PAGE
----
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This Cancer Survivor’s Story Shows What Gutting the EPA Means for Human Health

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By Ryan Schleeter

Donald Trump wants to slash the EPA's budget and defund public health programs—which could cost people like Heather Von St. James their lives. This is her story.


Heather Von St. James has a friendly, Midwestern quality to her voice. Speaking to her over the phone, she comes off relaxed and assured, passionate yet polished.

But when you ask her about Donald Trump, something in her voice starts to change. There's an exasperation, a sense of controlled but forceful frustration just under the surface of her jovial tone.

"It just makes me so angry," was the first thing she said when I asked her what she thought of Trump's decision to place Scott Pruitt at the head of the EPA.

That's because Heather knows firsthand the devastation that could happen if Trump and Pruitt's attempts to gut the EPA are successful.

At 36 years old, Heather was diagnosed with mesothelioma, a rare form of cancer caused by exposure to asbestos. She's one of about 7 to 9 percent of mesothelioma patients who has lived more than five years after diagnosis, and one of even fewer who have actually defeated the disease. Since recovering 11 years ago, Heather has poured her time into fighting for regulations that limit Americans' exposure to asbestos and championing protections for environmental health.

And she was seeing important progress in regulating pollutants and carcinogens like asbestos through the EPA—until Trump entered office.

Trump's draft budget would cut EPA funding by 31 percent, slashing regulations that protect clean air and water for millions of Americans and reallocating the funds to the Department of Defense for "more warships and fighter jets."

In essence, it's more money for war and less for health and the environment.

"Those regulations are in place for a reason," Heather explains. "They are there to save lives; they're there to protect our kids and our future."

And when Heather talks about saving lives, it's not a figure of speech. Mesothelioma, a rare disease to begin with, claimed 45,000 lives between 1999 and 2015. The number of new cases rose each year during that period.

"I lost three friends this past week. Three people died," Heather said to me the very first time we spoke.

"I mean, this is a constant in my life. Without the backing of the EPA, people are going to get sick; people are going to keep dying for something that's completely, 100 percent preventable."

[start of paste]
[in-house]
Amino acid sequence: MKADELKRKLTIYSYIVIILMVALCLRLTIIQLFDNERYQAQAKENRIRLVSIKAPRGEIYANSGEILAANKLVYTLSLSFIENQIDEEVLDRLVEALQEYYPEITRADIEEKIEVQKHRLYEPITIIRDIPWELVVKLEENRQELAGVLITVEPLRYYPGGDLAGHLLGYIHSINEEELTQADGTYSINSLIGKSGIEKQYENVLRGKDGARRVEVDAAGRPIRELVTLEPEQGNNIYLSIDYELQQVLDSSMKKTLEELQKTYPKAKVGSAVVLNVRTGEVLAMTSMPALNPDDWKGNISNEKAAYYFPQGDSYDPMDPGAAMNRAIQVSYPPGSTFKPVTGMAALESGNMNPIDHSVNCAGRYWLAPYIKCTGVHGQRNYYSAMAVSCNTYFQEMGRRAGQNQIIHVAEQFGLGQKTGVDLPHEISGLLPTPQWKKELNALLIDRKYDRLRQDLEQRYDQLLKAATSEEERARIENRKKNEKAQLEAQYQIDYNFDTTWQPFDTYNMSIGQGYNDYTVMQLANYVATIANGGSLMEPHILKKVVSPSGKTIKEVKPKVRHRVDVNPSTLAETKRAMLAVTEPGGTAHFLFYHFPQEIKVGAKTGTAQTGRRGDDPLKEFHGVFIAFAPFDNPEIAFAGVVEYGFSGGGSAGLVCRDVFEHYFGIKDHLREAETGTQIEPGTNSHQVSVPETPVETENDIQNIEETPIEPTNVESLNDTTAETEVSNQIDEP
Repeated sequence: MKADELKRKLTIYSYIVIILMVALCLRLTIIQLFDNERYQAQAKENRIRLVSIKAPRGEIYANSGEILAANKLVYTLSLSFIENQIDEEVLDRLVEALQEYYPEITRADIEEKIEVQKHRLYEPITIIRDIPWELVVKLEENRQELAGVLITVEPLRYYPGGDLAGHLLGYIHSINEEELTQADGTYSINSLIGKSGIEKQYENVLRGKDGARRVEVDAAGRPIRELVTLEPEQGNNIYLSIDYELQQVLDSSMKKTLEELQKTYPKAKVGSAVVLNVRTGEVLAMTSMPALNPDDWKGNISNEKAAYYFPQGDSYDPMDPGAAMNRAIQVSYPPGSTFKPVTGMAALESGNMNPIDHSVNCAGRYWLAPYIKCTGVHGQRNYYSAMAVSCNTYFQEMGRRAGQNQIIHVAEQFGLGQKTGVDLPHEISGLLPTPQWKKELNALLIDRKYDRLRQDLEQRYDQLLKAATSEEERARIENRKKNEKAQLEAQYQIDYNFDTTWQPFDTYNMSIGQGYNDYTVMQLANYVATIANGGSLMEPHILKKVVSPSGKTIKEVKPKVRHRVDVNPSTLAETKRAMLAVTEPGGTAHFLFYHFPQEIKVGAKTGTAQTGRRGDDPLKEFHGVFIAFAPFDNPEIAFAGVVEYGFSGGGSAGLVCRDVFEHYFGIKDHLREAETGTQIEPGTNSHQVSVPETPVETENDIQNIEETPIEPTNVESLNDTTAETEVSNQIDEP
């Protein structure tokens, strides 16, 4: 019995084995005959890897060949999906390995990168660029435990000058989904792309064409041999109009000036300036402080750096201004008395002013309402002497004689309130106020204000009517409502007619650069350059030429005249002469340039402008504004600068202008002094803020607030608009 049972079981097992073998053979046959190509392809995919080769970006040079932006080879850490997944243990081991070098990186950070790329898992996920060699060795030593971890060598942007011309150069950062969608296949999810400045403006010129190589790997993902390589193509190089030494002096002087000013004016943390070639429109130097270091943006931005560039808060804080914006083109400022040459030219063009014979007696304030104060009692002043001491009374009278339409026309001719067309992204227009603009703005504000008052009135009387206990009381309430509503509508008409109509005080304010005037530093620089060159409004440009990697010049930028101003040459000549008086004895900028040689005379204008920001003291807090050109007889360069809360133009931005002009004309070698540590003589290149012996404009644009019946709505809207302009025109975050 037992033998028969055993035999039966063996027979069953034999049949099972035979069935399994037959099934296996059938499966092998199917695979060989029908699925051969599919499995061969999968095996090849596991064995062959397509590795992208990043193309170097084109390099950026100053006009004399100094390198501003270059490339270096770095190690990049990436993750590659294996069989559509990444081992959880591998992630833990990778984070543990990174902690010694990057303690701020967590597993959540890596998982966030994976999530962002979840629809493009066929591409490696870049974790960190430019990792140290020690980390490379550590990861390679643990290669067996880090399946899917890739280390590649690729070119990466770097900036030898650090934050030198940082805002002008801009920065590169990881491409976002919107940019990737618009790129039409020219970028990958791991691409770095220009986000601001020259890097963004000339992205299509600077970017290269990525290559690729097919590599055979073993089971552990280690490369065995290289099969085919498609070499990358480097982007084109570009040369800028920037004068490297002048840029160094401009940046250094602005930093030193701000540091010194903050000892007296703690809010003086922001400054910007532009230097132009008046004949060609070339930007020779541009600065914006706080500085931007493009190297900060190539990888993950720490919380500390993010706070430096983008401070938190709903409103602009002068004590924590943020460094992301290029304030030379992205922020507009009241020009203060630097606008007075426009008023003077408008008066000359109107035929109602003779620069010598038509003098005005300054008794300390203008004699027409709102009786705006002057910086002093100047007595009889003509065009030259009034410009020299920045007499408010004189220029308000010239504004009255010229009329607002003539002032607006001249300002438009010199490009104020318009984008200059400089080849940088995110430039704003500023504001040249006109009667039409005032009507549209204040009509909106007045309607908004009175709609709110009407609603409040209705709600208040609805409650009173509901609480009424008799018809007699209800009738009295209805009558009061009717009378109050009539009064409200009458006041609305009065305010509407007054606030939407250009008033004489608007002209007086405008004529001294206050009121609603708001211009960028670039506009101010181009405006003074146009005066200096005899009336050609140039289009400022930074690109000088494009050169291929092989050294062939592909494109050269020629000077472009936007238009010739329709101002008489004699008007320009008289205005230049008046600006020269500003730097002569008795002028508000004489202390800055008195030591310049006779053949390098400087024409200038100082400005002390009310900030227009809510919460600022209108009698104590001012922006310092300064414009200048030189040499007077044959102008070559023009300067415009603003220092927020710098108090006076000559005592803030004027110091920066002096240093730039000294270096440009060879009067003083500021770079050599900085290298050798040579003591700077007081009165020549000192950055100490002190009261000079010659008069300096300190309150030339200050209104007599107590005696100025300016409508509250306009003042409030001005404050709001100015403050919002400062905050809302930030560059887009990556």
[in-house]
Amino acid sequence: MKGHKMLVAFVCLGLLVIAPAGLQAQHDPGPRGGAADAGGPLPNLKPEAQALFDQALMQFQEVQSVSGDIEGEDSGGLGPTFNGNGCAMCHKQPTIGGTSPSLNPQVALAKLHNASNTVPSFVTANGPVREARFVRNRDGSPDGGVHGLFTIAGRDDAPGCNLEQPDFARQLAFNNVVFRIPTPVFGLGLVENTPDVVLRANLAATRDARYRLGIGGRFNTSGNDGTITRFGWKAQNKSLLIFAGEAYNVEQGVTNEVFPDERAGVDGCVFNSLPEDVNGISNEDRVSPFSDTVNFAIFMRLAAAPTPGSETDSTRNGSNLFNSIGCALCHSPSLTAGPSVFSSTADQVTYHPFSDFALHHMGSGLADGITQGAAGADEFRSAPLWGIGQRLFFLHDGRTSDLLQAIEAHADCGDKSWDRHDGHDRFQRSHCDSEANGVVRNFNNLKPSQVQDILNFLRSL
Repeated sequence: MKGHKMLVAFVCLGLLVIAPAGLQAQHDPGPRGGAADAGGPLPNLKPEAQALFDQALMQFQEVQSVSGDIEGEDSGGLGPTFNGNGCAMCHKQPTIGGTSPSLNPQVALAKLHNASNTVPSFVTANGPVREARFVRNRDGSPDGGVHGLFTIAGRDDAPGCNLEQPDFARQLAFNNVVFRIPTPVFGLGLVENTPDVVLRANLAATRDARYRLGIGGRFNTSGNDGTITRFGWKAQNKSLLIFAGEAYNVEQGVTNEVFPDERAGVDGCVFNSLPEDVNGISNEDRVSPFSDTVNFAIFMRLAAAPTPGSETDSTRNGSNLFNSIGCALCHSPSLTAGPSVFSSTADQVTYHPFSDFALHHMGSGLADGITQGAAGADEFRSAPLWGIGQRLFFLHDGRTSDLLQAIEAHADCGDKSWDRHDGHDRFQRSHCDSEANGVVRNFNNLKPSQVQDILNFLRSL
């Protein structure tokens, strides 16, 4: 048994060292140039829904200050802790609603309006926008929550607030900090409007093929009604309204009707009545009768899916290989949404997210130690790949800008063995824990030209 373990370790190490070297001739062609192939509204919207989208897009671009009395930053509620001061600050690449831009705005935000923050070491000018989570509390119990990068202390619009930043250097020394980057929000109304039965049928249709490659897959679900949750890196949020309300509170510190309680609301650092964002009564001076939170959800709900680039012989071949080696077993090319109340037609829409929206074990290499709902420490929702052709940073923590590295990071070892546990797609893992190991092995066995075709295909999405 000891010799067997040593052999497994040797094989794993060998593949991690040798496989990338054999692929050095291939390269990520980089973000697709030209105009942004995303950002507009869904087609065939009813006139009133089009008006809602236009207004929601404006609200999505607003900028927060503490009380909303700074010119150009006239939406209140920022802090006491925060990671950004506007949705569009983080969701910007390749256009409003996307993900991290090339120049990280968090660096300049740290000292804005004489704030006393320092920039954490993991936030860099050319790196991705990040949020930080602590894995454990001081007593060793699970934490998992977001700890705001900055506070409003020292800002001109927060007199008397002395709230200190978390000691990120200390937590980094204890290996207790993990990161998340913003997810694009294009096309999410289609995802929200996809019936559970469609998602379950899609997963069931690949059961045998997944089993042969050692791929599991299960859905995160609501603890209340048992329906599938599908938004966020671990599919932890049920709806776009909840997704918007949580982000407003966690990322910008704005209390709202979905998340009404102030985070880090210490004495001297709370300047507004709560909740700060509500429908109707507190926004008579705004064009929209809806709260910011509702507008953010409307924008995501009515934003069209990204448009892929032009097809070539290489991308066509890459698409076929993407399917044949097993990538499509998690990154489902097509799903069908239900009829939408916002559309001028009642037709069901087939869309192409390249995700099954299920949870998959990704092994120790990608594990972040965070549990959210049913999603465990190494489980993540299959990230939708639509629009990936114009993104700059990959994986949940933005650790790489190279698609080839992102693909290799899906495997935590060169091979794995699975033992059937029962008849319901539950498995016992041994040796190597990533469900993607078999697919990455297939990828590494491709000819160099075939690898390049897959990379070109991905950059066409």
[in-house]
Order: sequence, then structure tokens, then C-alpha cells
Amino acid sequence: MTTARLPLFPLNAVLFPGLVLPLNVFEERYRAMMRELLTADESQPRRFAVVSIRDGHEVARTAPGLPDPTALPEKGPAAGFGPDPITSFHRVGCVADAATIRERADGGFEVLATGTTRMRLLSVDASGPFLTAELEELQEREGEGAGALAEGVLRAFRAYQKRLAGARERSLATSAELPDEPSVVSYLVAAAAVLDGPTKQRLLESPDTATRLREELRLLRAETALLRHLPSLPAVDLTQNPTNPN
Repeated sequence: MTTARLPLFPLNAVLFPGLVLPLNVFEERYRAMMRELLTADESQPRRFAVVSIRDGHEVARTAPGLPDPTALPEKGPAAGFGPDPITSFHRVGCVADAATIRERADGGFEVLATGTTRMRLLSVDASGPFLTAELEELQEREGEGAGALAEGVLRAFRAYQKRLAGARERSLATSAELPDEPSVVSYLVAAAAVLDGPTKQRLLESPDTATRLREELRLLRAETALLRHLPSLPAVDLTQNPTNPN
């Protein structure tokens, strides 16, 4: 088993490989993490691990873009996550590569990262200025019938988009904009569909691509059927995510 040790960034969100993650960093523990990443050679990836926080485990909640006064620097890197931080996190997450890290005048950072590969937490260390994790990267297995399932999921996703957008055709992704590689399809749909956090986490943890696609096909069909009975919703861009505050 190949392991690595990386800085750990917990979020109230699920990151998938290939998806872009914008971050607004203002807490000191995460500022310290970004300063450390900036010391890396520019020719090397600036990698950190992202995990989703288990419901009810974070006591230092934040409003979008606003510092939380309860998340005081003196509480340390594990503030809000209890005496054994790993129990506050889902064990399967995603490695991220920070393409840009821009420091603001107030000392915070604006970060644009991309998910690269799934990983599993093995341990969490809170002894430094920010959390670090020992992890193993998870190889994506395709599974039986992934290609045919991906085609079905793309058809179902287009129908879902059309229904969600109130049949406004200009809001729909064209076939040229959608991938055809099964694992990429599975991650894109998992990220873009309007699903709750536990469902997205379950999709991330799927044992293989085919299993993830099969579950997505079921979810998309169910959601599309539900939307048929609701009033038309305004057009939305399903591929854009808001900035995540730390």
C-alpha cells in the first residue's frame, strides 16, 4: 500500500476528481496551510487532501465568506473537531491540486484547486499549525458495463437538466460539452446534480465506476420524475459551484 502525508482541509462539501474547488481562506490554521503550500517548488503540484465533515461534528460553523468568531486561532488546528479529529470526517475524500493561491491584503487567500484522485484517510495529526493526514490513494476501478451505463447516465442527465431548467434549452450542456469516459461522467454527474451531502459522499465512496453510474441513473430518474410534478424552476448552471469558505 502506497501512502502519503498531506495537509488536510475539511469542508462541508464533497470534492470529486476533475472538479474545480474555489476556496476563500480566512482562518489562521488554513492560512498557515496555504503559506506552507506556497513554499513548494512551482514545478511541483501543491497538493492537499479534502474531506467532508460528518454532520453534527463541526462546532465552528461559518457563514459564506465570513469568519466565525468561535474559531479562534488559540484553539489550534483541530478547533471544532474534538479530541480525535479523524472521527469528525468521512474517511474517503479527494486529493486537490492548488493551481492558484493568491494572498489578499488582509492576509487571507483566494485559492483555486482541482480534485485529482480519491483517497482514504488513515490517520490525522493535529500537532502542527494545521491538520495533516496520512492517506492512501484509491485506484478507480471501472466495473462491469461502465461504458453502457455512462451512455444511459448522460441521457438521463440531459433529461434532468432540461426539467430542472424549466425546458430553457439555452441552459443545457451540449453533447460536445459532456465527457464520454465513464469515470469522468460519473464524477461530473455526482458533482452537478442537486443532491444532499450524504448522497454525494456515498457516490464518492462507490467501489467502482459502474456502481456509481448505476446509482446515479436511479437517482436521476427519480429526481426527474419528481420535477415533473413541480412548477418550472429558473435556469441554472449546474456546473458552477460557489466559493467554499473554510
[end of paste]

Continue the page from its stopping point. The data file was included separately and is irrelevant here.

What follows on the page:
The problem is even larger than mesothelioma. Trump's budget jeopardizes Clean Air Act programs that have reduced harmful air pollutant emissions by 70 percent and prevented thousands of cases of asthma and respiratory disease. It cuts a program to keep children safe from lead exposure. It takes away money set aside for states to meet health-based drinking water standards.

All of that will come with significant costs that the American people—not Trump or the federal government—will have to bear.

Take Heather's experience. By the time she finished treatment, she had more than $1 million in medical expenses. She had to travel back and forth between her home in Minnesota and Boston for specialist treatment because, as she put it, "everybody I know in Minnesota died and I wanted to live." After going through radiation treatment and surgery to remove her left lung, one side of her body is numb. She can't work, and she had to give up co-ownership of her salon and the career that she built over more than a decade. If she doesn't have insurance, she'll die.

Once again, Heather's story is indicative of a larger trend. As much as the Trump administration has praised the benefits of its "cost-saving" budget, defunding EPA public health programs will actually come at enormous financial costs to working and middle class Americans. Those Clean Air Act programs on the chopping block, for instance, are expected to yield roughly $2 trillion in economic benefits in 2020 alone.

The financial costs of disease are astronomical, but that's not what Heather emphasized to me the most. It was the personal toll that hit her hardest.

"When I was sick I felt very alone," she said. "I missed out on the whole first year of my baby's life."

"I watched her grow up through black and white photos that my mom would send to me on email. These are things that you can't put a dollar amount on.

"In the end, that's what it comes down to with Trump's attacks on the EPA—putting the lives of millions of people at risk to protect industry profits.

And that's why Heather is using her story to fuel resistance.

"We may be up against a lot right now with this administration, but we have the truth on our side. We're not a corporation, we're individuals that this really happened to and we live it every single day."

As long as this administration is in power, Greenpeace will stand by people like Heather—and Flint, Porter Ranch, the Gulf, and all communities whose health has been jeopardized by toxic pollution—to defend our right to clean air, clean water, and a healthy environment. Will you?

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